immobilized metal affinity; iminodiacetic acid; tris(2-aminoethyl)amine; protein adsorption; interaction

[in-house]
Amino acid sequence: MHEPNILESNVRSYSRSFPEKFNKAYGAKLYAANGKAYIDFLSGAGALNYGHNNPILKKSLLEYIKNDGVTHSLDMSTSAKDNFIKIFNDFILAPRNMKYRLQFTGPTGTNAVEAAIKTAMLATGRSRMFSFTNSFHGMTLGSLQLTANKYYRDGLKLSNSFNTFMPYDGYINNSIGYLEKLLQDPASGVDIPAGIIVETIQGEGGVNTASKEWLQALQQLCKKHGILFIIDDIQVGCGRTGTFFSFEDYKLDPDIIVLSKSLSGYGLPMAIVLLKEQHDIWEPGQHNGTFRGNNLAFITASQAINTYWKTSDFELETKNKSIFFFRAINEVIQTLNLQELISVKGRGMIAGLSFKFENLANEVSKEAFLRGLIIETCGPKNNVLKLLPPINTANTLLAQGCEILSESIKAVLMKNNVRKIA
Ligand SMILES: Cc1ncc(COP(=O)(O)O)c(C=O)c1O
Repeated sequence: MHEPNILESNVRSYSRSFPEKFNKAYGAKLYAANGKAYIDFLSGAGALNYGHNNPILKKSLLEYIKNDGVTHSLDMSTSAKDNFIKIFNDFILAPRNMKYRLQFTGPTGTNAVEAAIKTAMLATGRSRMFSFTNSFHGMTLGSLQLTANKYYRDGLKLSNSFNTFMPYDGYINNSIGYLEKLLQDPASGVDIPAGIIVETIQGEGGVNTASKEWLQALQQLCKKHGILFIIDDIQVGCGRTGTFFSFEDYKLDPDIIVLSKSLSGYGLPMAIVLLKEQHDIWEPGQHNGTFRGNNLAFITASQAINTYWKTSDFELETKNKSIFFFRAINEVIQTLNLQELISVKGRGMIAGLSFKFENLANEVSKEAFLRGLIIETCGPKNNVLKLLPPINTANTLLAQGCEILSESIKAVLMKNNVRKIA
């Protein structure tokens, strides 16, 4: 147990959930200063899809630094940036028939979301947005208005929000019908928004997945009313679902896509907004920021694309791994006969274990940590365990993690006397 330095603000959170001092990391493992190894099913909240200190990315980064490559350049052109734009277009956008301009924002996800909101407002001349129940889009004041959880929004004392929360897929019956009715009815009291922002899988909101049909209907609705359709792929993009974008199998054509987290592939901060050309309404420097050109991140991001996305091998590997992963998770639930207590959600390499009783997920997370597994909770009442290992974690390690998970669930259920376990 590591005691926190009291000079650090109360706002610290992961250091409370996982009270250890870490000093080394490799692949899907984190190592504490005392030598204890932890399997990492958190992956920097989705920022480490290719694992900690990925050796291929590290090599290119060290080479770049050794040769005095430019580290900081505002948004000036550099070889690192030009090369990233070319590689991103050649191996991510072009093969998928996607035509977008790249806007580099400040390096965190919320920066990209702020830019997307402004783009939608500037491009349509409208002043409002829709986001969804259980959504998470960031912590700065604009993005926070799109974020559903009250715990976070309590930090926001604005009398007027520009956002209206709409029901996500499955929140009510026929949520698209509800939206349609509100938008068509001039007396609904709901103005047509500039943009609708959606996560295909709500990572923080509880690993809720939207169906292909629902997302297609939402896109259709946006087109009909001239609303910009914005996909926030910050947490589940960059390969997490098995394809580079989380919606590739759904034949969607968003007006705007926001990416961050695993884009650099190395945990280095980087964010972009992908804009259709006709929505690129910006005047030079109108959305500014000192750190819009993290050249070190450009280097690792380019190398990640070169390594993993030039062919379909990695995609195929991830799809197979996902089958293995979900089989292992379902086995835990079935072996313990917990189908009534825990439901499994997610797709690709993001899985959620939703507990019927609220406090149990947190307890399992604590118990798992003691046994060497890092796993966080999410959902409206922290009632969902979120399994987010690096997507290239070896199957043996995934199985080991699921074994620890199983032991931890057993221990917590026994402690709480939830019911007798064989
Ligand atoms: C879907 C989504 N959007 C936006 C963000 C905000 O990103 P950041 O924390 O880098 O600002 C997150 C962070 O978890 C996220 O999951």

Immobilized metal ion affinity chromatography (IMAC)is now a widely accepted technique for the purification of natural and recombinant therapeutic products and is beginning to find industrial applications. The design,optimization, and scale-up of a chromatographic process using IMAC demands a thorough understanding to be developed regarding the fundamental factors governing the various interactions between immobilized metal ions and proteins. Consequently, there is an immediate need to find out a theory that is able to account for these interactions most efficiently in a qualitative as well as a quantitative manner. In view of this requirement, the interactions of several model proteins (lysozyme, ovalbumin,bovine serum albumin, conalbumin, and wheat germ agglutinin) with metal (Cu(II), Ni(II))-chelated IDA (iminodiacetate) and tris(2-aminoethyl)amine were investigated.The adsorption data were analyzed using four isotherm models, viz., the general affinity interaction theory/Langmuir model, the Freundlich model, the Temkin model, and the Langmuir–Freundlich model,and the sorption parameters were computed. Although the first three models were applicable to some protein IMA–M(II) systems, the Langmuir–Freundlich model appeared to be the most efficient model for explaining the interactions of proteins with IMA–M(II) gels. Also, this model was able to explain cooperativity and binding heterogeneity in quantitative terms. It is envisaged that this analysis would be useful in developing an improved understanding of protein-immobilized metal ion interactions and providing guidelines for designing preparative-scale separations using IMAC.